VOL. 128 | NO. 201 | Tuesday, October 15, 2013
Basar Looks to 2014 County Commission Election
By Bill Dries
It may be the first time that a Shelby County Commissioner has given public notice of a barbecue.
Commissioner Steve Basar has held four at his house in the year that he’s been on the elected body. And he told political supporters at a fundraiser last week that he has “sunshined” all of them, a shorthand term to describe the public notice required by Tennessee’s open meetings law – or Sunshine Law – for any deliberative gathering of two or more commissioners.
“I think it’s started to change the culture of making people friends outside of work,” Basar said.
As a busy 2013 election season continues across Shelby County, candidates on the 2014 county ballot are beginning to stir, holding fundraisers and other campaign events.
Basar drew a crowd of around 30 to 40 supporters at a fundraiser Thursday, Oct. 10, at Ciao Bella in East Memphis.
“I know it’s going to be a big ballot,” he said. “I haven’t really stopped campaigning from last year, knowing that I’ve got to run again next year.”
The group included Memphis City Council Chairman Edmund Ford Jr., Ron Belz of Belz Enterprises, Memphis-Shelby County Airport Authority Chairman Jack Sammons and attorney and Republican National Committee member John Ryder.
“Management is doing things right, and leadership is doing the right thing,” Basar told the group. “So what I want to try to do as a commissioner is do the right thing and make sure we’ve got our eye on the ball and are not distracted by a lot of this infighting.”
He won the Republican primary and then the special general election to fill the commission seat vacated by Mike Carpenter.
The county commission lineup elected next August will be a different group for several reasons. Six of the 13 commissioners cannot seek re-election because of county term limits of two consecutive four-year terms. And with the 2014 elections, the commission converts to members elected from 13 single-member districts; currently, the structure includes four districts with three commissioners each and one single-member district.
A map of the new district lines was prominently displayed at Basar’s event.
“It’s focused on East Memphis, the border between Memphis and Germantown. To the east and the west is Highland,” Basar said in his definition of the district. “The north quarter is pretty much Walnut Grove. To the south it’s Nonconnah and the (Interstate) 240 loop. … It’s got the Poplar corridor.”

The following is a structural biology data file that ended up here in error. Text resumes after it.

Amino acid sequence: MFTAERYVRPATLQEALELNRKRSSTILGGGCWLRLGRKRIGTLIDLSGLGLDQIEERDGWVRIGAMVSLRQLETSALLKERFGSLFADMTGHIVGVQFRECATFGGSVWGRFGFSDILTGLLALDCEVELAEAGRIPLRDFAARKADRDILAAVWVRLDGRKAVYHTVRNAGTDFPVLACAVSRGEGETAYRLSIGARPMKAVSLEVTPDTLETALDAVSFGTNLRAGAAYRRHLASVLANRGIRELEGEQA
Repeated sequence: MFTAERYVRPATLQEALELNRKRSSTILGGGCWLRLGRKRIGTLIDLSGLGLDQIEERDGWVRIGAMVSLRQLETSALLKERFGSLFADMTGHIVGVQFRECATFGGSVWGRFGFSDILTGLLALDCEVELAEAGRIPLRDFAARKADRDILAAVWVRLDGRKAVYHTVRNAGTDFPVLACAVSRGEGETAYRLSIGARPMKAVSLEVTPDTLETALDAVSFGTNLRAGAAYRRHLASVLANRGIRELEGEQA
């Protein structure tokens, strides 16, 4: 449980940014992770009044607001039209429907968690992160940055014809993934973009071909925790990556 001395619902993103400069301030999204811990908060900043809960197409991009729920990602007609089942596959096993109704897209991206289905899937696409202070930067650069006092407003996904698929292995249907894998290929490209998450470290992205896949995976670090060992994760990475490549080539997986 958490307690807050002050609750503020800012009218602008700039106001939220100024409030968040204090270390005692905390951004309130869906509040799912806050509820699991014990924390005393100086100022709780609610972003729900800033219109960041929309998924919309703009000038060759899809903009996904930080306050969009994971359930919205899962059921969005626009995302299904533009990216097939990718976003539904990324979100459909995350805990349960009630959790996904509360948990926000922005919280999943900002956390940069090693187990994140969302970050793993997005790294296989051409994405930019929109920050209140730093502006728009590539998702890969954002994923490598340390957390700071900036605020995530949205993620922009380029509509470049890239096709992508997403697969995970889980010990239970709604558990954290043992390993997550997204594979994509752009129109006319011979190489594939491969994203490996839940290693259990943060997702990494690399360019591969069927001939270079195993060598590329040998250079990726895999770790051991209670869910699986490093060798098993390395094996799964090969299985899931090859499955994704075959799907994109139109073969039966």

The fundraiser came the same week that Basar voiced his concerns about plans by Memphis Mayor A C Wharton Jr.’s administration to finance a revitalization of the Mid-South Fairgrounds with a tourism development zone that captures an increment of sales tax revenue for the project. Basar is concerned the sales tax increment will take part of a share of the sales tax revenue that goes to Shelby County Schools.
He took the concern to Robert Lipscomb, director of the city’s Division of Housing and Community Development, at a public meeting in Cooper-Young. Lipscomb denied public-school funding would be lost in the tourism development zone plan, despite contrary opinions from Shelby County Mayor Mark Luttrell’s administration.
“I’m not somebody who wants to be combative with other people. And it was his meeting,” Basar said of the encounter with Lipscomb. “So I made my point. … I just sat down and let him finish his presentation”
Basar’s next step is to take his concerns to state officials in Nashville who must approve the tourism development zone proposal.
Basar said he is in favor of the idea of a revitalized public recreation space at the fairgrounds that has drawn the interest of several private individuals and group.
“What is an iconic gateway? Why?” Basar asked of one $3 million part of the still-tentative city plan. “Just give them the land, and they’ll do the rest. The city doesn’t need to get involved in funding that. The city really needs to get away from kind of a command-and-control philosophy and look at their assets more like a business would.”
Meanwhile, early voting opens Friday, Oct. 18, in four of the six sets of suburban school board races. Election day in the school board races is Nov. 7.
Early voting periods in Arlington and Collierville have been canceled by the Shelby County Election Commission because all of the school board races in those two cities are uncontested.
The early voting periods in Bartlett, Germantown, Millington and Lakeland will begin Friday at the election commission’s offices Downtown, 157 Poplar Ave., and then will move to sites in the four cities starting Oct. 28.